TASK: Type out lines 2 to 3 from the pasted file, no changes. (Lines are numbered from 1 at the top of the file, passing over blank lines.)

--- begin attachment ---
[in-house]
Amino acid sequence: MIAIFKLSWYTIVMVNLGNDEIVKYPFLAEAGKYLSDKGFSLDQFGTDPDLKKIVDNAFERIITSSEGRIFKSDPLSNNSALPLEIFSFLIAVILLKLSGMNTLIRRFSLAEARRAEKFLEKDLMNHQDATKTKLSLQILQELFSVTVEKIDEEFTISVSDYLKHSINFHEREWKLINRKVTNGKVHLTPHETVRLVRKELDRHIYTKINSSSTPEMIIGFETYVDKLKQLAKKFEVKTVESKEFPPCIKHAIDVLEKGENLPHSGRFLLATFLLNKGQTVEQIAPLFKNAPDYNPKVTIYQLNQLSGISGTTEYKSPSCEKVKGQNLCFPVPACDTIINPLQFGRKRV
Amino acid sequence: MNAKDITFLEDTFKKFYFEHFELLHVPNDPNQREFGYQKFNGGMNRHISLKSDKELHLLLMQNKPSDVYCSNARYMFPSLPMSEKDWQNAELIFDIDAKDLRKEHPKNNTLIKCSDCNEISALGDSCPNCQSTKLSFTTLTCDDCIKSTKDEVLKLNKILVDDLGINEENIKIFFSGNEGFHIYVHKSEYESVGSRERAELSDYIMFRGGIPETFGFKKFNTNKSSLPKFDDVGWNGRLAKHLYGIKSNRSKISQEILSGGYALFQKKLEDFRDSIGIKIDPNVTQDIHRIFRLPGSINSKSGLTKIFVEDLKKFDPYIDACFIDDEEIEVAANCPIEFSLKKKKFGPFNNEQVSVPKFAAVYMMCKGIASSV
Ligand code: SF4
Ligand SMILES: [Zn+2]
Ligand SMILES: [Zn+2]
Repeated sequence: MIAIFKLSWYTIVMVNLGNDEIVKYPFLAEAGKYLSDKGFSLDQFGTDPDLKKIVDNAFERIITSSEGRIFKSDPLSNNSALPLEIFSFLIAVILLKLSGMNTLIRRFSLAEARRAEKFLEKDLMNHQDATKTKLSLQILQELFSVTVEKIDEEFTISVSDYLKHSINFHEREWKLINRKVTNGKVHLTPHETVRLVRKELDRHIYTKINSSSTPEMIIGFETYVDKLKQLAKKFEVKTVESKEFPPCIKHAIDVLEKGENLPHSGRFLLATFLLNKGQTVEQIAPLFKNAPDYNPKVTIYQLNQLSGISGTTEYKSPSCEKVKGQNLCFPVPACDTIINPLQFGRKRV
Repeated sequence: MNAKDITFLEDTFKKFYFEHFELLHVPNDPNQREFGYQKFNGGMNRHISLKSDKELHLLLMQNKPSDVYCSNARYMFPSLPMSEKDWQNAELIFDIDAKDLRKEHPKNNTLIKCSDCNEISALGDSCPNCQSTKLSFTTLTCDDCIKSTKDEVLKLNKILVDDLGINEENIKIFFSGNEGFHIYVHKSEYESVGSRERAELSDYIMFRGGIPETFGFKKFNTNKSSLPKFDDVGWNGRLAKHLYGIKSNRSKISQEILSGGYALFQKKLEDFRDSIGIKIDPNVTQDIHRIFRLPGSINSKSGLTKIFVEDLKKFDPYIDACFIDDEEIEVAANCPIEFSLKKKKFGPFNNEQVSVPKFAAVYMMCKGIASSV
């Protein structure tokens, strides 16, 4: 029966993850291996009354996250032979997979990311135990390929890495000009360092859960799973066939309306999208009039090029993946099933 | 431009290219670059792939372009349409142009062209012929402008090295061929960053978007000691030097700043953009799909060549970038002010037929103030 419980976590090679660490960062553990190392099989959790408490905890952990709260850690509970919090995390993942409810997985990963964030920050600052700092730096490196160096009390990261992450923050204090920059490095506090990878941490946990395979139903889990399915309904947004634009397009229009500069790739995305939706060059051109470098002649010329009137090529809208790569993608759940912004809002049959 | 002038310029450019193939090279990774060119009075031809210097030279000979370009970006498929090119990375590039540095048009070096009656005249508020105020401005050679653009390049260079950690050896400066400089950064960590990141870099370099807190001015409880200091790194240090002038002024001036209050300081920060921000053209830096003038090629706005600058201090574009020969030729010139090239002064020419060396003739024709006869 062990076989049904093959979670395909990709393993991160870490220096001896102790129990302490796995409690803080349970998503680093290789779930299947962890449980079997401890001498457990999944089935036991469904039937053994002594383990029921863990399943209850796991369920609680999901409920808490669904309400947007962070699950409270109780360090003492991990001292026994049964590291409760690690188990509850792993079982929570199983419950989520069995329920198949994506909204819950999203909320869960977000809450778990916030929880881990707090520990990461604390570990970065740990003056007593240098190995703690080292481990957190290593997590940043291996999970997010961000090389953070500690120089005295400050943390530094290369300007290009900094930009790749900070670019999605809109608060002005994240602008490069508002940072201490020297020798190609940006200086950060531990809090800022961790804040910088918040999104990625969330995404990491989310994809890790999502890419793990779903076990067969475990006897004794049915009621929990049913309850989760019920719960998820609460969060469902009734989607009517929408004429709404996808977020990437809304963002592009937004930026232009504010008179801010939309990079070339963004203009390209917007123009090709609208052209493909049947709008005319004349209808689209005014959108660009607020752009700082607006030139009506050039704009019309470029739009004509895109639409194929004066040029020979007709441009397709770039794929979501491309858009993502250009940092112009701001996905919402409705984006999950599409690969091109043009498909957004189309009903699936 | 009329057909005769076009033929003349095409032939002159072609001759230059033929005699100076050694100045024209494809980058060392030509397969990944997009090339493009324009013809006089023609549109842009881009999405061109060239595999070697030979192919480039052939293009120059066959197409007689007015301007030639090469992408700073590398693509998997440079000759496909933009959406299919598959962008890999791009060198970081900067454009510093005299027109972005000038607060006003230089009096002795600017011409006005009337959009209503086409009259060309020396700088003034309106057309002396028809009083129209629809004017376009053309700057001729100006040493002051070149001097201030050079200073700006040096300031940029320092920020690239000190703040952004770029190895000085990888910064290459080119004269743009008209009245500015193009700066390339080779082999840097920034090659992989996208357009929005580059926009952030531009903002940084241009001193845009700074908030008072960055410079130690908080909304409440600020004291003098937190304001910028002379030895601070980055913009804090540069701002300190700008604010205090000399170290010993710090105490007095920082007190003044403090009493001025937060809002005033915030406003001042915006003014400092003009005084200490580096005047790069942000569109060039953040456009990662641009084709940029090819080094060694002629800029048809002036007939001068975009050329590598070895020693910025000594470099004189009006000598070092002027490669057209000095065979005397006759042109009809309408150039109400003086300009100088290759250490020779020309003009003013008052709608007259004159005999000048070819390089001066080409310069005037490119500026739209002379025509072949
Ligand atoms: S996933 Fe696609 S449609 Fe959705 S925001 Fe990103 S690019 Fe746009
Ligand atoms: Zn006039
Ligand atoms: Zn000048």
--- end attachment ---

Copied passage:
Amino acid sequence: MIAIFKLSWYTIVMVNLGNDEIVKYPFLAEAGKYLSDKGFSLDQFGTDPDLKKIVDNAFERIITSSEGRIFKSDPLSNNSALPLEIFSFLIAVILLKLSGMNTLIRRFSLAEARRAEKFLEKDLMNHQDATKTKLSLQILQELFSVTVEKIDEEFTISVSDYLKHSINFHEREWKLINRKVTNGKVHLTPHETVRLVRKELDRHIYTKINSSSTPEMIIGFETYVDKLKQLAKKFEVKTVESKEFPPCIKHAIDVLEKGENLPHSGRFLLATFLLNKGQTVEQIAPLFKNAPDYNPKVTIYQLNQLSGISGTTEYKSPSCEKVKGQNLCFPVPACDTIINPLQFGRKRV
Amino acid sequence: MNAKDITFLEDTFKKFYFEHFELLHVPNDPNQREFGYQKFNGGMNRHISLKSDKELHLLLMQNKPSDVYCSNARYMFPSLPMSEKDWQNAELIFDIDAKDLRKEHPKNNTLIKCSDCNEISALGDSCPNCQSTKLSFTTLTCDDCIKSTKDEVLKLNKILVDDLGINEENIKIFFSGNEGFHIYVHKSEYESVGSRERAELSDYIMFRGGIPETFGFKKFNTNKSSLPKFDDVGWNGRLAKHLYGIKSNRSKISQEILSGGYALFQKKLEDFRDSIGIKIDPNVTQDIHRIFRLPGSINSKSGLTKIFVEDLKKFDPYIDACFIDDEEIEVAANCPIEFSLKKKKFGPFNNEQVSVPKFAAVYMMCKGIASSV